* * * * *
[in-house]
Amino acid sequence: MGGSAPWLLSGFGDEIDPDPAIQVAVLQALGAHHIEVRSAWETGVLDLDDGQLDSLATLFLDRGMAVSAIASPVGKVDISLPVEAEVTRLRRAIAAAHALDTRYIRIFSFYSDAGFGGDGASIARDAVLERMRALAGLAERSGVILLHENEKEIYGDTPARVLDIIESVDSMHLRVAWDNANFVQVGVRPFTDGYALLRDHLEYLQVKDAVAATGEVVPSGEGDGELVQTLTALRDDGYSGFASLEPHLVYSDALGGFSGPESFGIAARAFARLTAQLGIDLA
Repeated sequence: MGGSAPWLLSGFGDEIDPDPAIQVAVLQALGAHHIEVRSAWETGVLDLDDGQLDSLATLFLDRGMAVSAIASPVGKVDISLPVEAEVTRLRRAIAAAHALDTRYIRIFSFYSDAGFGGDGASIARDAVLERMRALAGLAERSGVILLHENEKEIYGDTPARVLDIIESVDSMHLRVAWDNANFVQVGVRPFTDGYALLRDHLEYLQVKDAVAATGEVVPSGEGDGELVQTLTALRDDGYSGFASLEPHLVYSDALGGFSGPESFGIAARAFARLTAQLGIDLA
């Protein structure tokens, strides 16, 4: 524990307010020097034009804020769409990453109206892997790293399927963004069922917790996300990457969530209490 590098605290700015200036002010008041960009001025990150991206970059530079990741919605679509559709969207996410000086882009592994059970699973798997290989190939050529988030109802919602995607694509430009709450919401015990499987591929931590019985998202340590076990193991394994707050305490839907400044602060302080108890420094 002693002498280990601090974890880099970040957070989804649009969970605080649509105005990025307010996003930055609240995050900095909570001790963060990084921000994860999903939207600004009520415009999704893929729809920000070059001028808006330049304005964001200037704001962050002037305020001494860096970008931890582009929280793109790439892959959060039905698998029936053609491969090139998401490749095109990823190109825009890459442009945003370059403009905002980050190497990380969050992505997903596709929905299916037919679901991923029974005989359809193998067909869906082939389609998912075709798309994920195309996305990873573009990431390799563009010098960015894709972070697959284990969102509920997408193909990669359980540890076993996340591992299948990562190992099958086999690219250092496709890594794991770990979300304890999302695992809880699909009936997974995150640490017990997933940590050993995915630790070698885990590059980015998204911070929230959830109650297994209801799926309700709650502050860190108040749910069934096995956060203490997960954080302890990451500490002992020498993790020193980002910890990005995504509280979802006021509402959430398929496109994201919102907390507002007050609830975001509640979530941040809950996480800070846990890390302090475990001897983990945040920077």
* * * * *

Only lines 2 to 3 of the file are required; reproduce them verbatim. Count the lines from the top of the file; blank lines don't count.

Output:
Amino acid sequence: MGGSAPWLLSGFGDEIDPDPAIQVAVLQALGAHHIEVRSAWETGVLDLDDGQLDSLATLFLDRGMAVSAIASPVGKVDISLPVEAEVTRLRRAIAAAHALDTRYIRIFSFYSDAGFGGDGASIARDAVLERMRALAGLAERSGVILLHENEKEIYGDTPARVLDIIESVDSMHLRVAWDNANFVQVGVRPFTDGYALLRDHLEYLQVKDAVAATGEVVPSGEGDGELVQTLTALRDDGYSGFASLEPHLVYSDALGGFSGPESFGIAARAFARLTAQLGIDLA
Repeated sequence: MGGSAPWLLSGFGDEIDPDPAIQVAVLQALGAHHIEVRSAWETGVLDLDDGQLDSLATLFLDRGMAVSAIASPVGKVDISLPVEAEVTRLRRAIAAAHALDTRYIRIFSFYSDAGFGGDGASIARDAVLERMRALAGLAERSGVILLHENEKEIYGDTPARVLDIIESVDSMHLRVAWDNANFVQVGVRPFTDGYALLRDHLEYLQVKDAVAATGEVVPSGEGDGELVQTLTALRDDGYSGFASLEPHLVYSDALGGFSGPESFGIAARAFARLTAQLGIDLA